On Monday, February 4, 2008 we lost our first alpaca. Don’t ever let anyone tell you that alpacas are livestock. Yes, the IRS recognizes them as such, but our hearts do not.
Cheyenne was 5 months old and as I write this, 18 days have passed since we lost her and what’s most frustrating is we will never know exactly what it was that caused her death. On Thursday evening, February 1st, I went out to feed the alpacas and found Cheyenne laying down and not willing or able to stand up on her own. Jon and I rushed her and her mom, Lady Diamond (Lady Di), into the barn and quickly called our vet. Cheyenne layed and nibbled hay while I talked with the vet. While talking to him, we found that her body temperature was dangerously low and mom’s milk had dried up. We’ve seen Cheyenne nursing off and on all the time, apparently not receiving any nourishment at all from nursing. She was never interested in the grain we feed all the other moms and babies but since she was still nursing, we didn’t think much of it. At our vets advice, we put little Cheyenne in a warm bath to try and raise her body temperature. It was working, but very slowly. While this little gorgeously fleeced critter lay weak in our bathtub, Jon called K-State where they have a fantastic camelid veterinary program and one of the industry’s most respected alpaca vets on staff and talked with one of the vets on call that night. They wanted us to bring her in as soon as we could. I dried her off the best I could and we wrapped her in a big, warm towel and loaded her and mom into the back of Jon’s minivan. The drive to K-State took over 2 hours. Once we arrived, a vet and two students went to work on her immediately giving her an IV for fluids etc. She was severely dehydrated and malnourished. Jon and I went home a couple of hours later once we realized there was nothing we could do to help and that she was in the best vet hospital around and in good hands. They called us twice a day with updates on her condition and to let us know what they had been doing to help her. Her condition never got better. She died early Monday morning. The vet that had been in charge of Cheyenne’s care called me Monday morning with the bad news as I was on my way into work. I couldn’t believe it. I really expected her to get better. I turned around and made my way home bawling like a baby the whole way. Even today as I write this more than two weeks later, I get goose bumps and feel the heaviness in my heart as I re-live these days of praying for my little alpaca to come home and go on to live a long, healthy and productive life on our farm. Cheyenne was one of the best quality alpacas we had and we had high hopes for her. They did a necropsy (an autopsy for animals) and found what I had already mentioned (dehydration, malnutrition) & they noted hypothermia, and ulcerations from her throat all the way through her intestinal tract. They had 4 possible causes for the ulcerations but we have eliminated all of them. So, we will never know. We’ve had an unusually cold and snowy winter this year and without the proper nutrition, she had a hard time keeping her body temperature regulated. I know I will be sure my babies are eating grain very early on, in case mom’s milk dries up again in the future but that doesn’t explain the ulcerations (which I suspect is why she wasn’t interested in grain…that would have hurt going down!)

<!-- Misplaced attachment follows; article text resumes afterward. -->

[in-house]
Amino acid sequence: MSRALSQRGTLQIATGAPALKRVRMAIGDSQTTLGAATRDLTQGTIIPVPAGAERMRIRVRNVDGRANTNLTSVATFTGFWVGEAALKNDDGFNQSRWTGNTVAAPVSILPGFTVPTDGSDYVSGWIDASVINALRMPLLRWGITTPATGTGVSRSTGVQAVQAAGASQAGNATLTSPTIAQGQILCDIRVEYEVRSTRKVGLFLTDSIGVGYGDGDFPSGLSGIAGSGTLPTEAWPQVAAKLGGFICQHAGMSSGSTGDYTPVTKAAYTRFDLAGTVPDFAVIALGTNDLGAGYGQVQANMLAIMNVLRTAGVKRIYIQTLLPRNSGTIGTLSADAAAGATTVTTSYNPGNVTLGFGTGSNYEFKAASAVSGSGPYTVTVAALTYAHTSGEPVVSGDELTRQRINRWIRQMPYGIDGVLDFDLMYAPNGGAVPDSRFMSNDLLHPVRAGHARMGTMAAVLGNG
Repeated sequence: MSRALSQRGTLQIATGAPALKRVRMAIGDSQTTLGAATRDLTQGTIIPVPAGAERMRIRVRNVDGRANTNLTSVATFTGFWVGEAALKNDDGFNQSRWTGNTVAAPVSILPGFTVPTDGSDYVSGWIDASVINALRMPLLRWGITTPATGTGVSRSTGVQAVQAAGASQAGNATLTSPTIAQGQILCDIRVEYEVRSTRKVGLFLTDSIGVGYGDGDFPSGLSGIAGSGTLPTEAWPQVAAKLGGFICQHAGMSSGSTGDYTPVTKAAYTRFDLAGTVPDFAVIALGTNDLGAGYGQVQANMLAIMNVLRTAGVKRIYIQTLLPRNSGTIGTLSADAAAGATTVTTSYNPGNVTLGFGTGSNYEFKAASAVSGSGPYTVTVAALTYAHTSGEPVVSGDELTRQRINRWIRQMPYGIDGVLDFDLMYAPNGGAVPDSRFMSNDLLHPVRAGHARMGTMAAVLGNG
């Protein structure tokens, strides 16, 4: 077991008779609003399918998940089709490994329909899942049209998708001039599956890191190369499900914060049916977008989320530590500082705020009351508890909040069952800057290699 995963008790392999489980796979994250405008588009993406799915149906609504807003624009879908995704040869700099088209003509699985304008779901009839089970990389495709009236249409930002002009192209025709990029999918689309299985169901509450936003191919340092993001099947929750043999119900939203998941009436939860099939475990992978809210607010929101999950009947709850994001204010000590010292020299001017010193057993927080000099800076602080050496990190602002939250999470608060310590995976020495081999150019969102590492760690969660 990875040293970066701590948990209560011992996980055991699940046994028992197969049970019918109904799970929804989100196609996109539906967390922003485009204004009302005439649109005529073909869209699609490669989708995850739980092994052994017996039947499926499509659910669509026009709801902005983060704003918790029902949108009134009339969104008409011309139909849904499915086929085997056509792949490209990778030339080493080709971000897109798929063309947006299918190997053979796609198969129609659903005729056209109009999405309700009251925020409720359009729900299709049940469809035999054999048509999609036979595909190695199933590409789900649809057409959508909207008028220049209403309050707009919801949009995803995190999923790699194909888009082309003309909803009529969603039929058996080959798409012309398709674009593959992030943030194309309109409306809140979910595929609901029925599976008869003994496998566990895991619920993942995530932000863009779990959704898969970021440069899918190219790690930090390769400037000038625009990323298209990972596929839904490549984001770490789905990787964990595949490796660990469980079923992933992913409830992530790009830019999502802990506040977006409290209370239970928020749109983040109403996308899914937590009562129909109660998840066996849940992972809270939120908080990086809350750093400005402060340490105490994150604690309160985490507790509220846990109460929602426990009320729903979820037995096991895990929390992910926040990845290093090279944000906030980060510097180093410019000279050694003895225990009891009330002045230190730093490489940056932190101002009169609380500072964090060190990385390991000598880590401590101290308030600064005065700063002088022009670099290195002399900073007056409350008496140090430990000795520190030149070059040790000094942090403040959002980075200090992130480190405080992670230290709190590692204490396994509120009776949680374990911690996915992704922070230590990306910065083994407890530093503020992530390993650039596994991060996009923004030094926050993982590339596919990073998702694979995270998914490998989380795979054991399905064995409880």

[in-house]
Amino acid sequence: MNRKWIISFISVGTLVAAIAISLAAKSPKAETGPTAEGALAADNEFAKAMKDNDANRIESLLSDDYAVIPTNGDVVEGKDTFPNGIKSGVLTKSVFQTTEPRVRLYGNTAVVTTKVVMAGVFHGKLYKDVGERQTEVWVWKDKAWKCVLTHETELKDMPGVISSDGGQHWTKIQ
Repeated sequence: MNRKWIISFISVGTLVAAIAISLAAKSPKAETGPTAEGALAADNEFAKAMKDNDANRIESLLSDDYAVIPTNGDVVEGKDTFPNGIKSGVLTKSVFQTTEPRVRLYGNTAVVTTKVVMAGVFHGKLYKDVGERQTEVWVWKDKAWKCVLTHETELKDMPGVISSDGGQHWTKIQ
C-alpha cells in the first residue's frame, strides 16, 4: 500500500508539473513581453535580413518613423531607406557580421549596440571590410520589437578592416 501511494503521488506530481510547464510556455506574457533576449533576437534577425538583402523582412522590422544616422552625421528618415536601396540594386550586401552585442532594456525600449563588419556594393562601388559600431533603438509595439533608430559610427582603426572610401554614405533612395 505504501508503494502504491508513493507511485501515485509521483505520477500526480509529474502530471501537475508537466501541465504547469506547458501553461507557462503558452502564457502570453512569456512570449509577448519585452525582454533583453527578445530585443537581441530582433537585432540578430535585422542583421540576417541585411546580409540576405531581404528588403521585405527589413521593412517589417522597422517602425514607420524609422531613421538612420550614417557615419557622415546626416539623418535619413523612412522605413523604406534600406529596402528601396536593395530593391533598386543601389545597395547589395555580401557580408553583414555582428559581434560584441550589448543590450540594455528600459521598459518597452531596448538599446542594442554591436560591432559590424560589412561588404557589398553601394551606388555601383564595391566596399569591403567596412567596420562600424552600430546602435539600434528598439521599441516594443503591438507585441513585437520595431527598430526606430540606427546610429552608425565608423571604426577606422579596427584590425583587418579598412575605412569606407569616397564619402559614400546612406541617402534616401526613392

Cheyenne’s registered name was Shady Creek’s Diamond of Cheyenne. We have decided to breed her mom back to the same sire, in hopes of a similar quality alpaca. Whatever sex it is, it’s name will be, “Shady Creek’s Spirit of Cheyenne.”
Until next time…